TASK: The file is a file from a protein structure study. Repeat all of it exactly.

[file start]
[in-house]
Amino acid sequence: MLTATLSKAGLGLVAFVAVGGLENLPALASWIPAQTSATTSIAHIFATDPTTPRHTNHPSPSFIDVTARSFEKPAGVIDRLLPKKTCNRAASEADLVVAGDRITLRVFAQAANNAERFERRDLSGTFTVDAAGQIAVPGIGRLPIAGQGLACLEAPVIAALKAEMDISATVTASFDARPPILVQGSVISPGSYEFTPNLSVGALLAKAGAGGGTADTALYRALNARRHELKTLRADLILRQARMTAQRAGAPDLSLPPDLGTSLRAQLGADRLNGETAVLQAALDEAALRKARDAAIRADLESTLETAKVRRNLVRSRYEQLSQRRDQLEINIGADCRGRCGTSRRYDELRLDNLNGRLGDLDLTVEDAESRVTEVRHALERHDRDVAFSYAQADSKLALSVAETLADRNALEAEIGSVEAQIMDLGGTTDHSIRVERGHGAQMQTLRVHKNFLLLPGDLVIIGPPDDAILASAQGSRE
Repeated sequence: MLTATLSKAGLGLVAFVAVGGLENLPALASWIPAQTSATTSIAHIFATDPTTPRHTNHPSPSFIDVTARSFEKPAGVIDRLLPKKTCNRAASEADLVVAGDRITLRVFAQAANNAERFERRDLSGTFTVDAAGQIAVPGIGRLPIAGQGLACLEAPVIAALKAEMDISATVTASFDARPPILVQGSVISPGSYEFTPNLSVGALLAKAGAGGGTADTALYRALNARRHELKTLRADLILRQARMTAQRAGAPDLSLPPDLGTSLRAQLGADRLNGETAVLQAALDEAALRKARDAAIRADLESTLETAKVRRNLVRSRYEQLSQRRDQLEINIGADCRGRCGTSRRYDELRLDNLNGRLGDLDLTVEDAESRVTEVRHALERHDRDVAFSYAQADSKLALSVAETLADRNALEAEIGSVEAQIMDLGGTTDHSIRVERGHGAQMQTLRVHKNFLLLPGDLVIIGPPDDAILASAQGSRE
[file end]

[in-house]
Amino acid sequence: MLTATLSKAGLGLVAFVAVGGLENLPALASWIPAQTSATTSIAHIFATDPTTPRHTNHPSPSFIDVTARSFEKPAGVIDRLLPKKTCNRAASEADLVVAGDRITLRVFAQAANNAERFERRDLSGTFTVDAAGQIAVPGIGRLPIAGQGLACLEAPVIAALKAEMDISATVTASFDARPPILVQGSVISPGSYEFTPNLSVGALLAKAGAGGGTADTALYRALNARRHELKTLRADLILRQARMTAQRAGAPDLSLPPDLGTSLRAQLGADRLNGETAVLQAALDEAALRKARDAAIRADLESTLETAKVRRNLVRSRYEQLSQRRDQLEINIGADCRGRCGTSRRYDELRLDNLNGRLGDLDLTVEDAESRVTEVRHALERHDRDVAFSYAQADSKLALSVAETLADRNALEAEIGSVEAQIMDLGGTTDHSIRVERGHGAQMQTLRVHKNFLLLPGDLVIIGPPDDAILASAQGSRE
Repeated sequence: MLTATLSKAGLGLVAFVAVGGLENLPALASWIPAQTSATTSIAHIFATDPTTPRHTNHPSPSFIDVTARSFEKPAGVIDRLLPKKTCNRAASEADLVVAGDRITLRVFAQAANNAERFERRDLSGTFTVDAAGQIAVPGIGRLPIAGQGLACLEAPVIAALKAEMDISATVTASFDARPPILVQGSVISPGSYEFTPNLSVGALLAKAGAGGGTADTALYRALNARRHELKTLRADLILRQARMTAQRAGAPDLSLPPDLGTSLRAQLGADRLNGETAVLQAALDEAALRKARDAAIRADLESTLETAKVRRNLVRSRYEQLSQRRDQLEINIGADCRGRCGTSRRYDELRLDNLNGRLGDLDLTVEDAESRVTEVRHALERHDRDVAFSYAQADSKLALSVAETLADRNALEAEIGSVEAQIMDLGGTTDHSIRVERGHGAQMQTLRVHKNFLLLPGDLVIIGPPDDAILASAQGSRE